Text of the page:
The Impact of Consumer Inattention on Insurer Pricing in the Medicare Part D Program
Medicare Part D presents a novel privatized structure for a government pharmaceutical benefit. Incentives for firms to provide low prices and high quality are generated by consumers who choose among multiple insurance plans in each market. To date the literature has primarily focused on consumers, and has calculated how much could be saved if they chose better plans. In this paper we take the next analytical step and consider how plans will adjust prices as consumer search behavior improves. We use detailed data on enrollees in New Jersey to demonstrate that consumers switch plans infrequently and imperfectly. We estimate a model of consumer plan choice with inattentive consumers. We then turn to the supply side and examine insurer responses to this behavior. We show that high premiums are consistent with insurers profiting from consumer inertia. We use the demand model and a model of firm pricing to calculate how much lower Part D program costs would be if consumer inattention were removed and plans re-priced in response. Our estimates indicate that consumers would save $601 each over three years when firms' choice of markup is taken into account. Cost growth would also fall: by the last year of our sample government savings would amount to $224 million per year or 4.1% of the cost of subsidizing the relevant enrollees.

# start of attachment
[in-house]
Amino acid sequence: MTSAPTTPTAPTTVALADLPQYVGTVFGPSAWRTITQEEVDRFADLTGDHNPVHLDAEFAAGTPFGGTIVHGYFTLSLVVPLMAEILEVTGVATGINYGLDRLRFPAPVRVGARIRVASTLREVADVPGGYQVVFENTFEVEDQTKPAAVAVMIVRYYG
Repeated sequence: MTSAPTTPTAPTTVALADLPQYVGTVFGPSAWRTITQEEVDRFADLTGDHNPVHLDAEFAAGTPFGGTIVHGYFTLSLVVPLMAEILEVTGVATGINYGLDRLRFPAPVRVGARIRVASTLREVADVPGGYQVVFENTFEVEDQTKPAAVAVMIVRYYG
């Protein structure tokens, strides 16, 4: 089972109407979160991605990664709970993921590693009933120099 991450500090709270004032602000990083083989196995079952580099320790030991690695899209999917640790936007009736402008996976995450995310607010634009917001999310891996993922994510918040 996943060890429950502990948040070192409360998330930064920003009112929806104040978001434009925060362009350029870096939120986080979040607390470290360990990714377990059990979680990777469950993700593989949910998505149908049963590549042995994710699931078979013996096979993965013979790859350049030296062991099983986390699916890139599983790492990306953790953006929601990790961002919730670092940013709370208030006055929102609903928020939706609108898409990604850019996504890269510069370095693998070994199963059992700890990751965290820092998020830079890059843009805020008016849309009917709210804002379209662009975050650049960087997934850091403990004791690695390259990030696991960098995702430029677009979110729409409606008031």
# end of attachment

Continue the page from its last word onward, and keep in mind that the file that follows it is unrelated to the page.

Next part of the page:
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This paper was revised on November 24, 2015
Document Object Identifier (DOI): 10.3386/w21028
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